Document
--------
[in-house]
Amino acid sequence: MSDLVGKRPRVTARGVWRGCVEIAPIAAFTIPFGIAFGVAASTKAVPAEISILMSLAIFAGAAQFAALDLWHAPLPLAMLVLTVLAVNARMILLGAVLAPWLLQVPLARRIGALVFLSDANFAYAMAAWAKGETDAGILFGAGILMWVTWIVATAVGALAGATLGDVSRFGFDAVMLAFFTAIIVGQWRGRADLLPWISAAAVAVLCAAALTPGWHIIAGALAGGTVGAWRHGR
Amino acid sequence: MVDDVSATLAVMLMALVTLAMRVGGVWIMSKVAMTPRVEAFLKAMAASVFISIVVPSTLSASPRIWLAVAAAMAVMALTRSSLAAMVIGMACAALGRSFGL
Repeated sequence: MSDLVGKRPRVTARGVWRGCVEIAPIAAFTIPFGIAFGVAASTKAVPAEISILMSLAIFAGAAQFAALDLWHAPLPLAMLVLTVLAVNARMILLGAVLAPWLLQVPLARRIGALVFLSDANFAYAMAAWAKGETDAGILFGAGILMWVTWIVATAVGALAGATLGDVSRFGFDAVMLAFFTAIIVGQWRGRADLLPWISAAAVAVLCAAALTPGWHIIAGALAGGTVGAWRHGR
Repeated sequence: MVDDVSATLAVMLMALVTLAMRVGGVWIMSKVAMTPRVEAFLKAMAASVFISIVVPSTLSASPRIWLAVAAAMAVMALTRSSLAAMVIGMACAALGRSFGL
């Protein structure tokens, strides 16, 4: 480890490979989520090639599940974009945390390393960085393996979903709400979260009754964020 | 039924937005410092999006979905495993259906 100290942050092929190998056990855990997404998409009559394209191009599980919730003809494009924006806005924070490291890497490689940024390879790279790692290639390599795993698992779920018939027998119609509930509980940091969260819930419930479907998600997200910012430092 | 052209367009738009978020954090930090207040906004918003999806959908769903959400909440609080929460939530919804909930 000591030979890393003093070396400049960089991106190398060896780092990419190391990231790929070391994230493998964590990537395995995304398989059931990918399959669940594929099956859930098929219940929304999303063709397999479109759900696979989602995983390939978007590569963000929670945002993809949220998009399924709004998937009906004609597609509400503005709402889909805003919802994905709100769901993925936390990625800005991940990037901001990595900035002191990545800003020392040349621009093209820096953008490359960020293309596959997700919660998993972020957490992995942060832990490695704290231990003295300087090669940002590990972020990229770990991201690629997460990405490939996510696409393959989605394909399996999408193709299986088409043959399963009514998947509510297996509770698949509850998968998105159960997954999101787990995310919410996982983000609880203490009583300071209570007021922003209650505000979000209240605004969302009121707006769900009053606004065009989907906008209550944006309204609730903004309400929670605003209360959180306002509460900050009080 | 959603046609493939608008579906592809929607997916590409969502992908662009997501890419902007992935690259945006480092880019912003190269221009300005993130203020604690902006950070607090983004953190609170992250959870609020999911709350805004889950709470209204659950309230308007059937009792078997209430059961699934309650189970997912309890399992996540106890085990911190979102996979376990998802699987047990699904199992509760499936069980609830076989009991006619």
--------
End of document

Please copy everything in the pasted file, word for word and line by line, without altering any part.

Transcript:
[in-house]
Amino acid sequence: MSDLVGKRPRVTARGVWRGCVEIAPIAAFTIPFGIAFGVAASTKAVPAEISILMSLAIFAGAAQFAALDLWHAPLPLAMLVLTVLAVNARMILLGAVLAPWLLQVPLARRIGALVFLSDANFAYAMAAWAKGETDAGILFGAGILMWVTWIVATAVGALAGATLGDVSRFGFDAVMLAFFTAIIVGQWRGRADLLPWISAAAVAVLCAAALTPGWHIIAGALAGGTVGAWRHGR
Amino acid sequence: MVDDVSATLAVMLMALVTLAMRVGGVWIMSKVAMTPRVEAFLKAMAASVFISIVVPSTLSASPRIWLAVAAAMAVMALTRSSLAAMVIGMACAALGRSFGL
Repeated sequence: MSDLVGKRPRVTARGVWRGCVEIAPIAAFTIPFGIAFGVAASTKAVPAEISILMSLAIFAGAAQFAALDLWHAPLPLAMLVLTVLAVNARMILLGAVLAPWLLQVPLARRIGALVFLSDANFAYAMAAWAKGETDAGILFGAGILMWVTWIVATAVGALAGATLGDVSRFGFDAVMLAFFTAIIVGQWRGRADLLPWISAAAVAVLCAAALTPGWHIIAGALAGGTVGAWRHGR
Repeated sequence: MVDDVSATLAVMLMALVTLAMRVGGVWIMSKVAMTPRVEAFLKAMAASVFISIVVPSTLSASPRIWLAVAAAMAVMALTRSSLAAMVIGMACAALGRSFGL
């Protein structure tokens, strides 16, 4: 480890490979989520090639599940974009945390390393960085393996979903709400979260009754964020 | 039924937005410092999006979905495993259906 100290942050092929190998056990855990997404998409009559394209191009599980919730003809494009924006806005924070490291890497490689940024390879790279790692290639390599795993698992779920018939027998119609509930509980940091969260819930419930479907998600997200910012430092 | 052209367009738009978020954090930090207040906004918003999806959908769903959400909440609080929460939530919804909930 000591030979890393003093070396400049960089991106190398060896780092990419190391990231790929070391994230493998964590990537395995995304398989059931990918399959669940594929099956859930098929219940929304999303063709397999479109759900696979989602995983390939978007590569963000929670945002993809949220998009399924709004998937009906004609597609509400503005709402889909805003919802994905709100769901993925936390990625800005991940990037901001990595900035002191990545800003020392040349621009093209820096953008490359960020293309596959997700919660998993972020957490992995942060832990490695704290231990003295300087090669940002590990972020990229770990991201690629997460990405490939996510696409393959989605394909399996999408193709299986088409043959399963009514998947509510297996509770698949509850998968998105159960997954999101787990995310919410996982983000609880203490009583300071209570007021922003209650505000979000209240605004969302009121707006769900009053606004065009989907906008209550944006309204609730903004309400929670605003209360959180306002509460900050009080 | 959603046609493939608008579906592809929607997916590409969502992908662009997501890419902007992935690259945006480092880019912003190269221009300005993130203020604690902006950070607090983004953190609170992250959870609020999911709350805004889950709470209204659950309230308007059937009792078997209430059961699934309650189970997912309890399992996540106890085990911190979102996979376990998802699987047990699904199992509760499936069980609830076989009991006619």